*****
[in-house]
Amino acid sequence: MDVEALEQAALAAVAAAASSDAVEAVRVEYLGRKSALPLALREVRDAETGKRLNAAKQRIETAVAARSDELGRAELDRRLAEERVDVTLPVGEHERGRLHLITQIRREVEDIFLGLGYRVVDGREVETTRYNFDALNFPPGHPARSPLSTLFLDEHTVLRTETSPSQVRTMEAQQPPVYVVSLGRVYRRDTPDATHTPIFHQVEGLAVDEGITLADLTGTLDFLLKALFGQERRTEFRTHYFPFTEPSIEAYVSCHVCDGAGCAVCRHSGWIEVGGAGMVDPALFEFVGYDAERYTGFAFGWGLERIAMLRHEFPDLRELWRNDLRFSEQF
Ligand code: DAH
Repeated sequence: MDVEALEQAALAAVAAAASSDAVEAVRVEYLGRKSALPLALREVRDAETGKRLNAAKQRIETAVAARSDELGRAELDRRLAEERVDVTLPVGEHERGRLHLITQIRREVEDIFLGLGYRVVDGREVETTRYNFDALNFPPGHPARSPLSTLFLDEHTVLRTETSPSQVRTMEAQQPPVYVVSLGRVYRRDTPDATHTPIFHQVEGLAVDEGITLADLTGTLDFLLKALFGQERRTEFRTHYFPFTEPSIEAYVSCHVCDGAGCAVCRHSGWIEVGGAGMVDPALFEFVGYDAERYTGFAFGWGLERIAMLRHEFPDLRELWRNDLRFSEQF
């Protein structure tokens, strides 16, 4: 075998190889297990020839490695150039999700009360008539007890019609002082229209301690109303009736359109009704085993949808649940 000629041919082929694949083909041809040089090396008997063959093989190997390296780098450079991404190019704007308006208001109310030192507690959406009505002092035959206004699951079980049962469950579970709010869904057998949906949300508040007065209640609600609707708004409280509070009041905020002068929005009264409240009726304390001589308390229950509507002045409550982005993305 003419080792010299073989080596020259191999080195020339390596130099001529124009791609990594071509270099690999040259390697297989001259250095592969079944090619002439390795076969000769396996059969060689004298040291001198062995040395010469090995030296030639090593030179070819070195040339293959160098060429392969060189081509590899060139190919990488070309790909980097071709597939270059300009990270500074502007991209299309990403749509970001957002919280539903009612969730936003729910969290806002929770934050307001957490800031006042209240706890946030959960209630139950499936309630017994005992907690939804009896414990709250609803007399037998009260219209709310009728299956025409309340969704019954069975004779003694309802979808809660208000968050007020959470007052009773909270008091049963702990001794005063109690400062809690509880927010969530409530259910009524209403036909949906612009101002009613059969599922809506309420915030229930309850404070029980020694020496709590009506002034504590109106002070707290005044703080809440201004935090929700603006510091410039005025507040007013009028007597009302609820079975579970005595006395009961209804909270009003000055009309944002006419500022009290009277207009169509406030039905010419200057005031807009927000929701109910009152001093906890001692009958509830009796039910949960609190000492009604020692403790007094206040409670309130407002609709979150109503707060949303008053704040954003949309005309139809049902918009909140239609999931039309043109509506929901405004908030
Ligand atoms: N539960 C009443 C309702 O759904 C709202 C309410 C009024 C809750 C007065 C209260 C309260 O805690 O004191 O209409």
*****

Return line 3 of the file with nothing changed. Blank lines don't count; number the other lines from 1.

Ligand code: DAH